Tuesday, May 26, 2015

Revisiting Potter, Part 6: The Half-Blood Prince

Hey, remember back when I was on a roll re-reading all the Harry Potter books? (Yea, I barely do too.) After a long hiatus and only two left in the series, I picked back up with Harry Potter and the Half-Blood Prince, another doozy of a novel clocking in at over 600 pages.

This sixth installment opens with a terribly ominous tone. You can feel it in the air. And the first thing we see is an odd interaction between Snape and some Death Eaters, during which he makes an Unbreakable Vow to protect Draco Malfoy as he carries out his mission from Voldemort... whatever that may be.

We finally meet up with Harry when Dumbledore collects him from Privet Drive and takes him on a visit to an old friend, Horace Slughorn, with the objective of getting Slughorn on staff at Hogwarts. We learn that Slughorn is a piece of the Tom Riddle/Voldemort puzzle, and Dumbledore believes it absolutely essential to learn whatever memories Slughorn is hiding.

And that's how the rest of The Half-Blood Prince plays out. It's an increasingly difficult puzzle that we must solve. Rowling advances the story by leaps and bounds with this novel by providing essential pieces of backstory that give explanation and by establishing the plot of where Harry's story needs to go from here. I don't think any of the other books have contained so much as this one, or been as necessary to the overall story.

I remember, when reading this book for the very first time, that this was the one that blew my mind, that made me really trust Rowling as an author who has a story to tell and is telling it in a very smart, calculated way. At this point, I had no doubt that Rowling knew how she was going to end Harry's story, and she was using her pages wisely to build up to it. It's like with good television, when they're writing with an end in mind and everything matters. Because the opposite is bad television, where they've been unnecessarily renewed and suddenly have to add episodes and plot points and, as a whole, it feels neither smart nor consistent nor necessary. The whole concept of the Horcruxes just clicked so hard with me that I felt like everything Rowling had written so far had been leading up to this, and she knew how it was all going to work out, and I still had this wonderful puzzle of a plot left to enjoy.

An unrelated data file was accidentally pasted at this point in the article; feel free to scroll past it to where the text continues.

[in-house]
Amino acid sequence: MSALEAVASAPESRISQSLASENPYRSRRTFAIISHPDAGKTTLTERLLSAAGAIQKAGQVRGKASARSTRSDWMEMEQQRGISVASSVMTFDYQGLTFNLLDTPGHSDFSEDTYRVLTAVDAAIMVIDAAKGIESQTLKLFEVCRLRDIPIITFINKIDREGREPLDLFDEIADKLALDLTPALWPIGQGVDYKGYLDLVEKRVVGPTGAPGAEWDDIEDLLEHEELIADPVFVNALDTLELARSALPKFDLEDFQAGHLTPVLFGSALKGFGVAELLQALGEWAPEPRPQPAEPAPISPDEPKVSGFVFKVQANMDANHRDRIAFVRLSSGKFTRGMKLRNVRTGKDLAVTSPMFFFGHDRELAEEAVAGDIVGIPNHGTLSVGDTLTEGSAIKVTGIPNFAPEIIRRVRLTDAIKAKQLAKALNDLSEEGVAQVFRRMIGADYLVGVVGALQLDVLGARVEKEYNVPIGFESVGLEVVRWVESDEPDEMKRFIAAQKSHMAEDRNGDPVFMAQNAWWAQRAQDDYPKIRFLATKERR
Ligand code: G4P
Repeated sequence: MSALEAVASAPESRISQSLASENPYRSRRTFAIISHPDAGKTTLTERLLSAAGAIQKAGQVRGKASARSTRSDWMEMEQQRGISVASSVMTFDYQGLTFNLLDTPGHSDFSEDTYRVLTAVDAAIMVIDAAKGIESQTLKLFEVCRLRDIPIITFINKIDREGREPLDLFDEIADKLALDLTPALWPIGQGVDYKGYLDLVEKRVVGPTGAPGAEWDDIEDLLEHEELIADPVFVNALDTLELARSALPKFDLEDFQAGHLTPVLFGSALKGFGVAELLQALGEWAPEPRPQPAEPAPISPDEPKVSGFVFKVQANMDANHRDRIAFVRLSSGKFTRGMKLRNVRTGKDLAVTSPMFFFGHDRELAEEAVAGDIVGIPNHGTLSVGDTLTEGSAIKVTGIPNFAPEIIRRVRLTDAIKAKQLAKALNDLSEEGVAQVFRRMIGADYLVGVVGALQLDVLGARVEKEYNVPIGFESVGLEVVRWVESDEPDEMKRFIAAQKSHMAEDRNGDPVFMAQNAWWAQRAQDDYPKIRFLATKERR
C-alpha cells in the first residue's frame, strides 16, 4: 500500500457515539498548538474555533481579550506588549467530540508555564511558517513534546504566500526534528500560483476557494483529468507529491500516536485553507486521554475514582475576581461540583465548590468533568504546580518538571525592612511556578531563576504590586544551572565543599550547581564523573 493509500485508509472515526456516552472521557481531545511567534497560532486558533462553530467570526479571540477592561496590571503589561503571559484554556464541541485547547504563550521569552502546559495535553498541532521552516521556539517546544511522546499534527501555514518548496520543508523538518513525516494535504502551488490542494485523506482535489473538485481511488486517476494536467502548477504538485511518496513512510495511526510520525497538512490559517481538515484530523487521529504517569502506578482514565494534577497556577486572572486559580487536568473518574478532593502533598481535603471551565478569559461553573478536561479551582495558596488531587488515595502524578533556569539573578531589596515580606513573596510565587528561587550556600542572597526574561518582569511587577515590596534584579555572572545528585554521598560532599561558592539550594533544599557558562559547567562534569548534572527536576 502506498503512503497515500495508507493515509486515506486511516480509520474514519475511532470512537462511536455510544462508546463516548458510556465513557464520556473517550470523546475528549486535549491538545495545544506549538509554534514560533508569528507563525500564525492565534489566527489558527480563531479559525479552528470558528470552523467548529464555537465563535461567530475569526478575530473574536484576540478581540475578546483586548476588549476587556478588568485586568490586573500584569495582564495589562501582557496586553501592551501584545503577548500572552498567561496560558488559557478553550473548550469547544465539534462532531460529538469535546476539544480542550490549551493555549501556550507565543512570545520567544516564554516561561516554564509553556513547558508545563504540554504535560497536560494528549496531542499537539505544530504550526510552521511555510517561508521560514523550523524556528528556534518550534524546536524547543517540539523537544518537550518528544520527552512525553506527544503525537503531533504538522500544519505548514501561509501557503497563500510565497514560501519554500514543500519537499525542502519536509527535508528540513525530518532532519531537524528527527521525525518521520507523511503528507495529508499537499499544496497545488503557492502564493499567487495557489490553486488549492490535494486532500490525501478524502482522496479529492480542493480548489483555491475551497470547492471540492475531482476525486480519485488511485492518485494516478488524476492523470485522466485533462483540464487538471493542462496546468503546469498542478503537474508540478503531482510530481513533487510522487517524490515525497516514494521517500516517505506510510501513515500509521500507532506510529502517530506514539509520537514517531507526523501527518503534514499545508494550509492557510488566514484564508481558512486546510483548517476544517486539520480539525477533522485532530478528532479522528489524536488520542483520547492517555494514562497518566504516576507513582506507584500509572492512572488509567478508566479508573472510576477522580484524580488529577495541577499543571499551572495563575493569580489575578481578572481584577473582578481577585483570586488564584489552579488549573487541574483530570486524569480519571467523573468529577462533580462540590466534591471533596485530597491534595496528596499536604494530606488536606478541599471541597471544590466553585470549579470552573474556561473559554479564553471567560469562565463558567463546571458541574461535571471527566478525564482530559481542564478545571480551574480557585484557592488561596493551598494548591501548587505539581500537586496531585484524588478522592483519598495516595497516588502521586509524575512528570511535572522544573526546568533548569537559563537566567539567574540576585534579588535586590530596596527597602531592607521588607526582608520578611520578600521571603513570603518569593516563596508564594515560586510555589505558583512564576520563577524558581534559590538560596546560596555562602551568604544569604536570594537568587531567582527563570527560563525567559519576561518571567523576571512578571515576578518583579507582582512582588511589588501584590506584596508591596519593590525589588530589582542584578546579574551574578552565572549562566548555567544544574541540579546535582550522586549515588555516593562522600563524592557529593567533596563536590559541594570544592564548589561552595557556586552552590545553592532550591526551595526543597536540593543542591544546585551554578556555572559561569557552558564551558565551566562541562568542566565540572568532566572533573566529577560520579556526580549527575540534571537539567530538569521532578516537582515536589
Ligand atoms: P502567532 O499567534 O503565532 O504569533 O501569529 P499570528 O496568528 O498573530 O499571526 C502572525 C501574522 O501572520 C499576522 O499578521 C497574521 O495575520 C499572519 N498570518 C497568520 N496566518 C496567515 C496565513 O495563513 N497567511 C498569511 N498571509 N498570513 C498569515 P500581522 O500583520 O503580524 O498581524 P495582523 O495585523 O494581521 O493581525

The characters, though always growing and evolving, really mature in Half-Blood Prince. Emotions are not only heightened by the dire situation at hand, but also because we're still dealing with kids—really, adolescents—who are still figuring out themselves and their relationships with others. Rowling never lets us forget that, and in this one we see it especially through the relationships of Harry, Ron, Hermione, and Ginny. Our characters are also figuring out the world around them, and this entire plot, with Harry investigating Voldemort's past, helps him understand that many facets build a person; no person is simple, and every one is entirely human.

Note: I've been watching the movies alongside reading the books—several of them I had never actually seen—and it's doing wonders with helping me remember the details of each book--something I had previously forgotten entirely! Also, I have literally been trying to type this review for at least 2 weeks. Let's just cheer that today, on the second-to-last day of school, I finally finished it! So much more reading and writing to come! Finally!

No comments: